By Jeff Davis
Everyone is back from summer vacation and the galleries are gearing up once again for fresh shows in the fall. The Culver Art District (galleries crowded along La Cienega and Washington boulevards) is currently full of exciting exhibits. Three standouts are highlighted below.
At the north end of La Cienega, Honor Fraser is showing “Ed Ruscha: Prints & Ephemera” a collection of classic prints, ephemera and films spanning 1963 through 2017 (closes Oct. 6 – catch it while you can!). The exhibit’s 60-plus works highlight his use of text as image. The collection of prints includes classics such as the Standard Stations from the mid-1960s, “Made in California” from 1971, “Sin” (1970, 2002) and an array of others including the most recent sculpture “WEN OUT FOR CIGRETS N NEVER CAME BACK” (cast bronze with hand applied patina) created in 2017. The show illuminates his association with movements including pop, surrealism and conceptual art and is made possible by borrowing from galleries, private collectors and a number of art presses that Ruscha worked with over his career.
At the other end of La Cienega Boulevard we have Blue & Poe’s “Out of Nature” featuring the work of the Dutch artist Karel Appel (1921 – 2006) through Oct. 27. The exhibition focuses on works completed in New York City from 1995 – 1996. The paintings remind one stylistically of his work in 1950s New York – featuring large primal gestural strokes and bold, radiant colors that seem mostly abstract. The paintings are approximately five feet by four feet and executed with thick textural slab-like strokes of oil on canvas. Although the works on display were created over twenty years ago referencing paintings painted decades before that, they seem timeless.
In between these two retrospectives on La Cienega Blvd. we find an exhibition that is both current and exceptional: “Hung Liu Unthinkable Tenderness” at Walter Maciel Gallery showing through Oct. 27, 2018. Hung Liu is primarily known for paintings based on historical Chinese photographs. Her newest paintings, however, are based upon the Dustbowl and Depression era photographs of American documentary photographer Dorothea Lange.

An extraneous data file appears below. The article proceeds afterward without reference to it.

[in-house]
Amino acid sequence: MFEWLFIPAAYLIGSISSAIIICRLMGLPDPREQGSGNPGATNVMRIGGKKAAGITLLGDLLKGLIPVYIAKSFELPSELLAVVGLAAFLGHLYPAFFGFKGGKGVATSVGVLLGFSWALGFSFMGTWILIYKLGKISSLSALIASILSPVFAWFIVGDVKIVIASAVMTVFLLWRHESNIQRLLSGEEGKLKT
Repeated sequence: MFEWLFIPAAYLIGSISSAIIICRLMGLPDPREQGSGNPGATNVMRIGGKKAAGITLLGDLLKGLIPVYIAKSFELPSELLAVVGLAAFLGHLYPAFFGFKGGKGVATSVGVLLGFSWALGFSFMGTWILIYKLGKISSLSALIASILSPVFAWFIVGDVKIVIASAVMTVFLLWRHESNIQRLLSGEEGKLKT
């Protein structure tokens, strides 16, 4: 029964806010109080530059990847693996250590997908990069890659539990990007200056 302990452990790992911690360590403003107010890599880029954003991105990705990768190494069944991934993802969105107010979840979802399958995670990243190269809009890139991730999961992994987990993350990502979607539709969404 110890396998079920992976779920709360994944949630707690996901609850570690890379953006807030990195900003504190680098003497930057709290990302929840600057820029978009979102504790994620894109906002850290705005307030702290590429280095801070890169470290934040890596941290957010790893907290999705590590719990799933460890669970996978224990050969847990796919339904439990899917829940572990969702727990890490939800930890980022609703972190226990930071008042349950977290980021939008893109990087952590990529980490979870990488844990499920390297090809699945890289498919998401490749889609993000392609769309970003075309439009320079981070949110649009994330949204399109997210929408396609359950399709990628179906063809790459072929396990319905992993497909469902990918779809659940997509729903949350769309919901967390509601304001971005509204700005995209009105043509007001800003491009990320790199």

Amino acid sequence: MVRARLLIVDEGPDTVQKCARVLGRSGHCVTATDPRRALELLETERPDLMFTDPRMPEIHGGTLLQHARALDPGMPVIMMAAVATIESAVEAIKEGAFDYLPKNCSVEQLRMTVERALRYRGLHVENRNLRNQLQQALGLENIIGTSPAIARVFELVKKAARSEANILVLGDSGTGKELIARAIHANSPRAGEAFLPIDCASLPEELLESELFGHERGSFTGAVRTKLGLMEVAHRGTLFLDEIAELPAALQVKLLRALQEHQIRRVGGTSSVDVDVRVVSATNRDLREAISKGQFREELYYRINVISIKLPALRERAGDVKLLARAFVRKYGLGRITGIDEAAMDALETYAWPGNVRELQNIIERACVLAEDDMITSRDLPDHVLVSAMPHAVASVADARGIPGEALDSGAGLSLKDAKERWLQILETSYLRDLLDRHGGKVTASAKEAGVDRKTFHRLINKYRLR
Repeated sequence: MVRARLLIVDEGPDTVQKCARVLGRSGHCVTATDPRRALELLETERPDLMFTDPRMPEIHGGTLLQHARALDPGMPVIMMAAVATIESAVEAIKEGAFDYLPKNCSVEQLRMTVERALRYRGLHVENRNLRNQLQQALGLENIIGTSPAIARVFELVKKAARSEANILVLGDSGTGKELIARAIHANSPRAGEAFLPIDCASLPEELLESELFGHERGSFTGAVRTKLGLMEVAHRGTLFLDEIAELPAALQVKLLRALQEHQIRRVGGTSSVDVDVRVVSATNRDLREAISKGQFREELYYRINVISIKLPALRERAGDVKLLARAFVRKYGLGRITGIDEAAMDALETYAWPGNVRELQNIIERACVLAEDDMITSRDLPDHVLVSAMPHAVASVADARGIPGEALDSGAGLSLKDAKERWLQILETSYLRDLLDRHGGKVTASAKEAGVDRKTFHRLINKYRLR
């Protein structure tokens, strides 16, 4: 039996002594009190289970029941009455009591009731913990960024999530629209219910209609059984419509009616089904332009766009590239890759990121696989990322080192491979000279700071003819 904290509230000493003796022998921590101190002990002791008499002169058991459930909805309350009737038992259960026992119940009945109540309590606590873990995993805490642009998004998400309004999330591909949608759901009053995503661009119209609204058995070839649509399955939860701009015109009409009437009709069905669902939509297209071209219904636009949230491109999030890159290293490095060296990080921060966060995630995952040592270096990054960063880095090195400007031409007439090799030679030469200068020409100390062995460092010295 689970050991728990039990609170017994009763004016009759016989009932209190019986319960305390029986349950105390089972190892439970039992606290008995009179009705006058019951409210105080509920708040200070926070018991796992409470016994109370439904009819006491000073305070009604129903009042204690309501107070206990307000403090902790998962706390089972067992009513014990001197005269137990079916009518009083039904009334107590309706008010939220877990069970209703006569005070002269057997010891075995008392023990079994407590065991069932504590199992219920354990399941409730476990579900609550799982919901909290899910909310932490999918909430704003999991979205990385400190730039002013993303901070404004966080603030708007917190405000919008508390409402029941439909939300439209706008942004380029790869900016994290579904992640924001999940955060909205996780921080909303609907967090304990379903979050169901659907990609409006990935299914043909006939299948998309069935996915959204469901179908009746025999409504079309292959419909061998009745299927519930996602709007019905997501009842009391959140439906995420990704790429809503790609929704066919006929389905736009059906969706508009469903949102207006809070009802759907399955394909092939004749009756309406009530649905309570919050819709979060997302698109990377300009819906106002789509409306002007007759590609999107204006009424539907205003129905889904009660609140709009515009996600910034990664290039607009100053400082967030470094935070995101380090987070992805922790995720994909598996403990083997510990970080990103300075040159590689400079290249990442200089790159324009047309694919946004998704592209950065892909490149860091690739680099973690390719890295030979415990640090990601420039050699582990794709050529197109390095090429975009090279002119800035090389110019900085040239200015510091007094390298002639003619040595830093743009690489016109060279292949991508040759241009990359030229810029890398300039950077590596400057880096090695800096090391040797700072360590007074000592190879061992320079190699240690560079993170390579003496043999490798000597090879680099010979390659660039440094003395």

Having grown up in revolutionary China, Liu is familiar with landscapes of epic social struggle and displaced humanity depicted in Lange’s portraiture. In her most recent paintings, Liu focuses primarily on migrant children posing for Lange’s camera; often large close-ups, and sometimes cradling puppies or kittens in their arms. Lange’s original photos of unsentimental photojournalism captured in the 1930s are reinterpreted by the artist’s hand resulting in arguably more uplifting portraits. Liu’s paintings erase the often stark, depressing grey tones of the original photographs and replace them with a softer, more colorful and somewhat impressionistic /abstract palate. Liu’s work reminds me somewhat of Chuck Close; up close they are abstract shapes and colors, however as you step back they quickly reassemble into portraiture.
For her Lange-inspired works, Liu has developed a kind of topographic painting technique in which she maps an image with colored lines, the richness of which disguises the real-world poverty of her subjects. She then paints within and between the lines until the overall image emerges. The new paintings are still connected to Lange’s photographs while at the same time using the energy of color to release hope from beneath the darkness.
In a separate room you can see Liu’s earlier work from 1972 – 1975 entitled “My Secret Freedom.” While attending Beijing Teacher’s College, Liu would slip away from the campus and walk throughout the local countryside seeking moments of daily Chinese life to paint on tiny canvases. At that time, the Chinese Communist Party’s policy was that artists should document (idealize) the lives of farmers, soldiers, and workers. Liu had a different intent, which was radical and dangerous in China at the time; not to paint the state ideology or party mandates, but simply to paint. While she painted one each day for over two years, hiding them under her bed, most were lost or destroyed. Only thirty-six exist today. Liu refers to them as her “Secret Freedom Paintings.”